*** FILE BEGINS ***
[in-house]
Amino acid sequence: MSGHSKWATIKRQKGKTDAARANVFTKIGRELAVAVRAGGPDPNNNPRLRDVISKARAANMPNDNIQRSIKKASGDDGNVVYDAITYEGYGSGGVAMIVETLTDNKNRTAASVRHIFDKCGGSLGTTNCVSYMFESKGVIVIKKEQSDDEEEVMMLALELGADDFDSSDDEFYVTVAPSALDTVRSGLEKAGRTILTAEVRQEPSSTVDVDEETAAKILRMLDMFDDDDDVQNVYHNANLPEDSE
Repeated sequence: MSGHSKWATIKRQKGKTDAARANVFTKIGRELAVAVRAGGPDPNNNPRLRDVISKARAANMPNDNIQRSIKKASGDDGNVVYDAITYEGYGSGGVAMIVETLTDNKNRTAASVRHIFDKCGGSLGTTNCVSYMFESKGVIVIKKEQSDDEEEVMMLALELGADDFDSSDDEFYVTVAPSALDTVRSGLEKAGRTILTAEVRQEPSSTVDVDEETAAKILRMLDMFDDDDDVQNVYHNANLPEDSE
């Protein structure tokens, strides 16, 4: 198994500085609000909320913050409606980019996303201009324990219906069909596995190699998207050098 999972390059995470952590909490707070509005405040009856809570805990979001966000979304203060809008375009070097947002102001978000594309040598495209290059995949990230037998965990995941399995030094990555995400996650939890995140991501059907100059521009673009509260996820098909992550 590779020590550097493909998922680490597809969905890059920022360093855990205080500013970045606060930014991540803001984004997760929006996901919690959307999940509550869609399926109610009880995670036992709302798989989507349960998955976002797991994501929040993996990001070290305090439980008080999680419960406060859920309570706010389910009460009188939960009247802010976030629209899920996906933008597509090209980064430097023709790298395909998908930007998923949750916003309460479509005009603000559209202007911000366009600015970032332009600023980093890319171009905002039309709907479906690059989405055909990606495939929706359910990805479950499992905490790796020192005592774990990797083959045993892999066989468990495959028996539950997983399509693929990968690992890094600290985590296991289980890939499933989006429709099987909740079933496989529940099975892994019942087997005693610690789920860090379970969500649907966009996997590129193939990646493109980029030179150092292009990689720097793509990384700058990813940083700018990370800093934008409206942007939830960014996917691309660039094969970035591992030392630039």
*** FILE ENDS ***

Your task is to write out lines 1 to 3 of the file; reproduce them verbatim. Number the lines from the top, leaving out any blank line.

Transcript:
[in-house]
Amino acid sequence: MSGHSKWATIKRQKGKTDAARANVFTKIGRELAVAVRAGGPDPNNNPRLRDVISKARAANMPNDNIQRSIKKASGDDGNVVYDAITYEGYGSGGVAMIVETLTDNKNRTAASVRHIFDKCGGSLGTTNCVSYMFESKGVIVIKKEQSDDEEEVMMLALELGADDFDSSDDEFYVTVAPSALDTVRSGLEKAGRTILTAEVRQEPSSTVDVDEETAAKILRMLDMFDDDDDVQNVYHNANLPEDSE
Repeated sequence: MSGHSKWATIKRQKGKTDAARANVFTKIGRELAVAVRAGGPDPNNNPRLRDVISKARAANMPNDNIQRSIKKASGDDGNVVYDAITYEGYGSGGVAMIVETLTDNKNRTAASVRHIFDKCGGSLGTTNCVSYMFESKGVIVIKKEQSDDEEEVMMLALELGADDFDSSDDEFYVTVAPSALDTVRSGLEKAGRTILTAEVRQEPSSTVDVDEETAAKILRMLDMFDDDDDVQNVYHNANLPEDSE